Tipping back the balance

Recolonization of the macquarie Island isthmus by king penguins (aptenodytes patagonicus) following extermination for human gain

John Van Den Hoff*, Clive R. McMahon, Iain Field

*Corresponding author for this work

Research output: Contribution to journalArticle

9 Citations (Scopus)

Abstract

During the late 19th and early 20th centuries, when blubber oil fuelled house lamps, the king penguin population at Macquarie Island was reduced from two very large (perhaps hundreds of thousands of birds) colonies to about 3000 birds. One colony, located on the isthmus when the island was discovered in 1810, was extinct by 1894 and it took about 100 years for king penguins to re-establish a viable breeding population there. Here we document this recovery. The first eggs laid at Gadget Gully on the isthmus were recorded in late February 1995 but in subsequent years egg laying took place earlier between November and February (this temporal discontinuity is a consequence of king penguin breeding behaviour). The first chick was hatched in April 1995 but the first fledging was not raised until the following breeding season in October 1996. The colony increased on average 66% per annum in the five years between 1995 and 2000. King penguins appear resilient to catastrophic population reductions, and as the island's population increases, it is likely that other previously abandoned breeding sites will be reoccupied.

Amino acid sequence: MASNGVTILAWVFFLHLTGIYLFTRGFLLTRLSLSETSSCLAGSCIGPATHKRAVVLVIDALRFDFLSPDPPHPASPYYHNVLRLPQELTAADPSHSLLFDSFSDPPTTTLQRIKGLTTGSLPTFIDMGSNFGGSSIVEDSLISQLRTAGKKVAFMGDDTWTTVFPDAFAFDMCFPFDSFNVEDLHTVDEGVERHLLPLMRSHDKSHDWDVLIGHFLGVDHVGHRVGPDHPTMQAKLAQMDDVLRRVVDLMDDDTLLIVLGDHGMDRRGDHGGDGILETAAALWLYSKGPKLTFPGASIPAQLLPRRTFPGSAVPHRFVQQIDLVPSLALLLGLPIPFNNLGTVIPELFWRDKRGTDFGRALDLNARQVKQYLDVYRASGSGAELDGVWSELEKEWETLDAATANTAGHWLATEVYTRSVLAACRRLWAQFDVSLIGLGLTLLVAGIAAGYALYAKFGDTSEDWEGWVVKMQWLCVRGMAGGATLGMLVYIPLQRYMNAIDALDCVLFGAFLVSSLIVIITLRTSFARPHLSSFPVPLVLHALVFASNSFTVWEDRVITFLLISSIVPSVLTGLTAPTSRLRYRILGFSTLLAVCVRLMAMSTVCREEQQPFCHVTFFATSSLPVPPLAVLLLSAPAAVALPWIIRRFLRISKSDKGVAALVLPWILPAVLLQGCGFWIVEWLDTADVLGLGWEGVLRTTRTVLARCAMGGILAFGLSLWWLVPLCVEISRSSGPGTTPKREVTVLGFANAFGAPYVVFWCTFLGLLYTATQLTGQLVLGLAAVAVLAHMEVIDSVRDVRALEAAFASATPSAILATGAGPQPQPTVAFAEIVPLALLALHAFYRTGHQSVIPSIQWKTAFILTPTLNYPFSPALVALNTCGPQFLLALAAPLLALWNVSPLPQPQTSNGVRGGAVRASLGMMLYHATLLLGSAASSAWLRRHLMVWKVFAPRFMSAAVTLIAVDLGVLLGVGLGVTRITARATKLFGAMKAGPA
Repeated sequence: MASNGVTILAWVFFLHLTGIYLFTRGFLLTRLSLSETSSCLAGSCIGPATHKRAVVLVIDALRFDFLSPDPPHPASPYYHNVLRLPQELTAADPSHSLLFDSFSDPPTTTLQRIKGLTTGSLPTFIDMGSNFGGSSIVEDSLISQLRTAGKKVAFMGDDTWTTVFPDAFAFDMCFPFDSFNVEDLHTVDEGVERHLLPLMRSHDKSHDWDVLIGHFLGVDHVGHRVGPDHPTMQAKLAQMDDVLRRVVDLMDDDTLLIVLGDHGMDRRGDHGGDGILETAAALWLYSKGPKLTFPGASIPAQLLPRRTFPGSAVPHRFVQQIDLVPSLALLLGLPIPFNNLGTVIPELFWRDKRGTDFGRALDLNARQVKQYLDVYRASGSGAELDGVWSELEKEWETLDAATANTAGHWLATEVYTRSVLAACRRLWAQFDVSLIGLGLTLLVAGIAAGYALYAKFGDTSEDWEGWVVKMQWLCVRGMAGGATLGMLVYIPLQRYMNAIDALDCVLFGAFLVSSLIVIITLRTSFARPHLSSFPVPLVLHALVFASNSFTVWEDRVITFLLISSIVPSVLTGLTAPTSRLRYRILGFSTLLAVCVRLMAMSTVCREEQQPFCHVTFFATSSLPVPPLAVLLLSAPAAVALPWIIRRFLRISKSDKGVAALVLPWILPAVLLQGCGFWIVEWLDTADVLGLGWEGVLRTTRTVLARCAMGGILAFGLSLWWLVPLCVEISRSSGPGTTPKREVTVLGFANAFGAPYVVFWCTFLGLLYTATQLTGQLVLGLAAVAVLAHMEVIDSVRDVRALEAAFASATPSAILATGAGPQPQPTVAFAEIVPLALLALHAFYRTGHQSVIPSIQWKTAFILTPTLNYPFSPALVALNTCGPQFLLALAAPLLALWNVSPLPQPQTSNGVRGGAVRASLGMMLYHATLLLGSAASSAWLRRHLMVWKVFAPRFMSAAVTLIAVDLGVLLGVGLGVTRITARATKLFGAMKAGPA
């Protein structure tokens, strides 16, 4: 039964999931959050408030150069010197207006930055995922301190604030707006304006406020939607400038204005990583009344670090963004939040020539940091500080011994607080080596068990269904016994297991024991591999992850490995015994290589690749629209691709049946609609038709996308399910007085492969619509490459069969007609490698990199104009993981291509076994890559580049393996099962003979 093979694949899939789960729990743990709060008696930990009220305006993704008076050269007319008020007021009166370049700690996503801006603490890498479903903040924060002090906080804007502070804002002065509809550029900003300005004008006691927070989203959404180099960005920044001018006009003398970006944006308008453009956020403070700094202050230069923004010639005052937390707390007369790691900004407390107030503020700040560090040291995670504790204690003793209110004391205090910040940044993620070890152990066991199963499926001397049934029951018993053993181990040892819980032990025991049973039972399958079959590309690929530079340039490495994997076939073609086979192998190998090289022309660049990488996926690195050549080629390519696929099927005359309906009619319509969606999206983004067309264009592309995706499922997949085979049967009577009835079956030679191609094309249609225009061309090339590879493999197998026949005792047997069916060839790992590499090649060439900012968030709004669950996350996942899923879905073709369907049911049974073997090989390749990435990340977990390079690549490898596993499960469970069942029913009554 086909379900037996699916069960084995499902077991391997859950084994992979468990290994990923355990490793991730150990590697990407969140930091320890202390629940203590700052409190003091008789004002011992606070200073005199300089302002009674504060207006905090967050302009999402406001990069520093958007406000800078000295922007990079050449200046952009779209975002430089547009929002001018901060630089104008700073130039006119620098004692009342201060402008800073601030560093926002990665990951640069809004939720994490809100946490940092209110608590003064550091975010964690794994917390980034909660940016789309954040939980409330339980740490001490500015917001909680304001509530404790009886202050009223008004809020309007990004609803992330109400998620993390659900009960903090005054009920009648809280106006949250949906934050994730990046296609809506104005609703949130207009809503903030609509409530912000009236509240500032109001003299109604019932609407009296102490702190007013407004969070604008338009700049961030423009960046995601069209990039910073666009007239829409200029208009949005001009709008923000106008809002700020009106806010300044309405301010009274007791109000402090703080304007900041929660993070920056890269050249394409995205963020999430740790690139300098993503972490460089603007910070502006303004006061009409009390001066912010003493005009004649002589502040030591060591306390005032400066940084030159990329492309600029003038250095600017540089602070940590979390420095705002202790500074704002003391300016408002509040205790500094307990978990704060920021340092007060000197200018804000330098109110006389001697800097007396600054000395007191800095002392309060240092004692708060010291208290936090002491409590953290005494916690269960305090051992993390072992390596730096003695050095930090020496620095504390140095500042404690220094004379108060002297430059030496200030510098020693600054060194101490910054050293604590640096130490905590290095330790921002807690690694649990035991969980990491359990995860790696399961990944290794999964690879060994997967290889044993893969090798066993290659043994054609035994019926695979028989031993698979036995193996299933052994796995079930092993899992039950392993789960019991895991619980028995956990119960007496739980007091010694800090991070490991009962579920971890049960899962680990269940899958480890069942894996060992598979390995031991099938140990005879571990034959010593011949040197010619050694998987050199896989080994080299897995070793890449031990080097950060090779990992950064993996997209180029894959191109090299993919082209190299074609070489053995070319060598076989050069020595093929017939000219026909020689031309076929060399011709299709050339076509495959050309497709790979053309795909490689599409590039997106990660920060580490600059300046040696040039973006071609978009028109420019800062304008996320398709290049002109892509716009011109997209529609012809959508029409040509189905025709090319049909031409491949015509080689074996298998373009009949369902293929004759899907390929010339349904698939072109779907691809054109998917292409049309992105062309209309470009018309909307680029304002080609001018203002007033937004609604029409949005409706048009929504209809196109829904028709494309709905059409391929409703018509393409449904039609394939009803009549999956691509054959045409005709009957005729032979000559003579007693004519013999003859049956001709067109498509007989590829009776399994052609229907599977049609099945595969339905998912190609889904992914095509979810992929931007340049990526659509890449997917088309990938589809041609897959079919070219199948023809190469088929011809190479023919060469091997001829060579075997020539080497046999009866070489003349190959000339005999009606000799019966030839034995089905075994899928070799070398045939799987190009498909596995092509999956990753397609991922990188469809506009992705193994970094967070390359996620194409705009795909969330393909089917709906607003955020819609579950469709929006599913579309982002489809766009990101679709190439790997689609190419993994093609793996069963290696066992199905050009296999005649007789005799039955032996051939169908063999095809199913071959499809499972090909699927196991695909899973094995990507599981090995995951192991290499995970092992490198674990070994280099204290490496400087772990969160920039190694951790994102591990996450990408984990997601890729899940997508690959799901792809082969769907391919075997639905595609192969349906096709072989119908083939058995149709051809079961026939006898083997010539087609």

Original languageEnglish
Pages (from-to)237-241
Number of pages5
JournalAntarctic Science
Volume21
Issue number3
DOIs
Publication statusPublished - Jun 2009
Externally publishedYes

Fingerprint Dive into the research topics of 'Tipping back the balance: Recolonization of the macquarie Island isthmus by king penguins (aptenodytes patagonicus) following extermination for human gain'. Together they form a unique fingerprint.

Cite this